Why Are My Hydrangeas Not Fully Blooming?
Hydrangeas (Hydrangea spp.) are popular shrubs that are grown primarily for their showy flower clusters. Most hydrangeas don't produce flowers in their first season. However, established hydrangeas not blooming can be the result of improper pruning or fertilization, freezing temperatures or lack of sunlight.
Species of Hydrangeas
The hydrangea species with which most gardeners are familiar is the bigleaf hydrangea (Hydrangea macrophylla, zones 5 to 11), which produces round clusters of flowers that may be pink or blue depending on the pH of the soil.
The oakleaf hydrangea (Hydrangea quercifolia, zones 5 to 8), which gets its name from its foliage that resembles that of oak trees, produces flower clusters in a pyramidal shape.
Other species of hydrangeas include the panicle hydrangea (Hydrangea paniculata, zones 3 to 8), which produces cone-shaped clusters of fragrant white flowers, and the smooth hydrangea (Hydrangea arborescens, zones 3 to 9), which has small white flowers arranged in flattened clusters, or corymbs.
Why Don't My Hydrangeas Bloom?
"My hydrangeas are not blooming" is a complaint that home gardeners often make. Let's look at some of the reasons this happens.
Some hydrangeas, including the popular bigleaf hydrangea and the oakleaf hydrangea, produce their flowers from buds that appear on the previous growing season's wood.
These hydrangeas should be pruned immediately after they are finished flowering. If you wait until fall or winter to prune these hydrangeas, you risk removing flower buds and may end up with few or no blooms in the spring.
Other hydrangeas, such as the panicle hydrangea, produce their flowers on new wood from the current growing season. These species are best pruned in the fall and winter and can be pruned more harshly.
Lack of Water or Sunlight
Hydrangeas are known for being shade-loving plants. But while some shade is important, too much of it can result in poor or incomplete flowering. Morning sun and afternoon shade are ideal for many types of hydrangeas, including the bigleaf hydrangea.
As a rule, the more sunlight a hydrangea plant needs, the more water it requires. Lack of watering can have a negative effect on blooming.
Overfeeding hydrangeas with fertilizer rich in nitrogen can result in fewer blooms. This is because nitrogen stimulates leaf growth rather than flowering. To encourage bloom production, hydrangeas should be fertilized with formulas that contain more phosphorus.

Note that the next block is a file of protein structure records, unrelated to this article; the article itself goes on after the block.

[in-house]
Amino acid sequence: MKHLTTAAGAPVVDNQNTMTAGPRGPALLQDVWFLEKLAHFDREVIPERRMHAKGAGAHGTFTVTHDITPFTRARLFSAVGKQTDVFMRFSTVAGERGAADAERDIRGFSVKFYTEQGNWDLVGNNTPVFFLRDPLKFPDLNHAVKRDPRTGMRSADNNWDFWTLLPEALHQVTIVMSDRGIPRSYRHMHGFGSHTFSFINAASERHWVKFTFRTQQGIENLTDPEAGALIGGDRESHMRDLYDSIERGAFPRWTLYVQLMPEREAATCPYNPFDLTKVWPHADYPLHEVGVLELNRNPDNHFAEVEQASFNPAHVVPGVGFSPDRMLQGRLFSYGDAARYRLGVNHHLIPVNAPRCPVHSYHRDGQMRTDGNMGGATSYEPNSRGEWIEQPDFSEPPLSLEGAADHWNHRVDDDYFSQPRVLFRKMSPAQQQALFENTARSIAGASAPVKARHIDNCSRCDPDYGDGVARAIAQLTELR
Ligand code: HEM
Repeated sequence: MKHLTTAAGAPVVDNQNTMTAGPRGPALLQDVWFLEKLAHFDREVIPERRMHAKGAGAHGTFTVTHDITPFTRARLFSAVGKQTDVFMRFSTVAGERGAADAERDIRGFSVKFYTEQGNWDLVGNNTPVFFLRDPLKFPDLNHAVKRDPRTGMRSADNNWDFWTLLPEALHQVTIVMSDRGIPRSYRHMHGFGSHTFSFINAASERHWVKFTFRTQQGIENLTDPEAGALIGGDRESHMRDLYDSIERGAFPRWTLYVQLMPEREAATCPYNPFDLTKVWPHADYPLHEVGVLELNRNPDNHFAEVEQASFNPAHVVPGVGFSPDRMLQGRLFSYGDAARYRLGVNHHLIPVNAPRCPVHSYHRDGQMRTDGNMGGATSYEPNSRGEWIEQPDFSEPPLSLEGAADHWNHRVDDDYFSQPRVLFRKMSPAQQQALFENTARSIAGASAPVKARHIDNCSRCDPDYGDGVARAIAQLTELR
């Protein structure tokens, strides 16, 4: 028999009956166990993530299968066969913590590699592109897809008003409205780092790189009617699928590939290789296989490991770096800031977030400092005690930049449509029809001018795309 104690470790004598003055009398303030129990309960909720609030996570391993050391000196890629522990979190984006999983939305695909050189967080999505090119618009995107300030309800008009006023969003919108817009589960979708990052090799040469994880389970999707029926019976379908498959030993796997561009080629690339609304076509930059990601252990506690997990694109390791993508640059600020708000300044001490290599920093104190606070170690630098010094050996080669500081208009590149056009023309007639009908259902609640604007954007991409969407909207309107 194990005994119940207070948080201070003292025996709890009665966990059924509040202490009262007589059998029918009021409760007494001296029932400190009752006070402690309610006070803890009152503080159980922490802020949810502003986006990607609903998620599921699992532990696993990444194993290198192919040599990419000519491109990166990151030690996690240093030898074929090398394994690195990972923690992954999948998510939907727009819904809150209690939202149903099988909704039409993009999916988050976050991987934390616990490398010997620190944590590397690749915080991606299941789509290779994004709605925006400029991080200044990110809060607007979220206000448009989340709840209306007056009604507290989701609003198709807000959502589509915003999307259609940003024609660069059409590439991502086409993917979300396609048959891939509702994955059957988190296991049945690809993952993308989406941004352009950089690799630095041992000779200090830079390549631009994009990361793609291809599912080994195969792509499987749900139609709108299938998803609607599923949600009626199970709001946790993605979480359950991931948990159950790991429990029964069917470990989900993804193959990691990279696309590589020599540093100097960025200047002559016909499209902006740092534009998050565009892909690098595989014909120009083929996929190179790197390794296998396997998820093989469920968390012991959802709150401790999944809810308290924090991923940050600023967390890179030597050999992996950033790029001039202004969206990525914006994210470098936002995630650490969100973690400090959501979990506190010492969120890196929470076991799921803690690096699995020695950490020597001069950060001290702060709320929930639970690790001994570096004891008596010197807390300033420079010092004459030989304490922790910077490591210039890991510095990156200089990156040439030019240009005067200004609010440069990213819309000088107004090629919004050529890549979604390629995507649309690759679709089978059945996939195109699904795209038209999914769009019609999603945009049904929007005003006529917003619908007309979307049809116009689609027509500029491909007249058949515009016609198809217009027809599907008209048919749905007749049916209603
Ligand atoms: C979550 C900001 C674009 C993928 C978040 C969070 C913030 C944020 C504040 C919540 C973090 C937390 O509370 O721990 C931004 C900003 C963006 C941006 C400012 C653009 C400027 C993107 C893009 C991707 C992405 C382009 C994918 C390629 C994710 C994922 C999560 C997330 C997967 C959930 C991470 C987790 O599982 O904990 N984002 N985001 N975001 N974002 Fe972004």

Cold Injury in Hydrangeas
The reason behind a hydrangea not blooming can be due to factors out of your control, namely temperatures.
The buds of many hydrangea species are sensitive to frosts and cold temperatures. In the case of hydrangeas that produce flowers on old wood, low winter temperatures can damage buds, resulting in few blooms in the spring. Late freezes in spring can also kill buds and reduce blooming.
In colder climates, you can protect hydrangea plants and their precious buds during the winter months by surrounding the plants with chicken wire and filling up the space around the plants with leaves. Choosing cultivars that are reliably winter hardy where you live can minimize this problem.
- University of Minnesota Extension: Pruning Hydrangeas for Best Bloom
- Clemson Cooperative Extension: Hydrangea
- University of Massachusetts Amherst: Why Hydranagea macrophylla Don’t Flower
- Missouri Botanical Garden: Hydrangea macrophylla
- Missouri Botanical Garden: Hydrangea paniculata
- Missouri Botanical Garden: Hydrangea arborescens
- Missouri Botanical Garden: Hydrangea quercifolia
Since beginning her career as a professional journalist in 2007, Nathalie Alonso has covered a myriad of topics, including arts, culture and travel, for newspapers and magazines in New York City. She holds a B.A. in American Studies from Columbia University and lives in Queens with her two cats.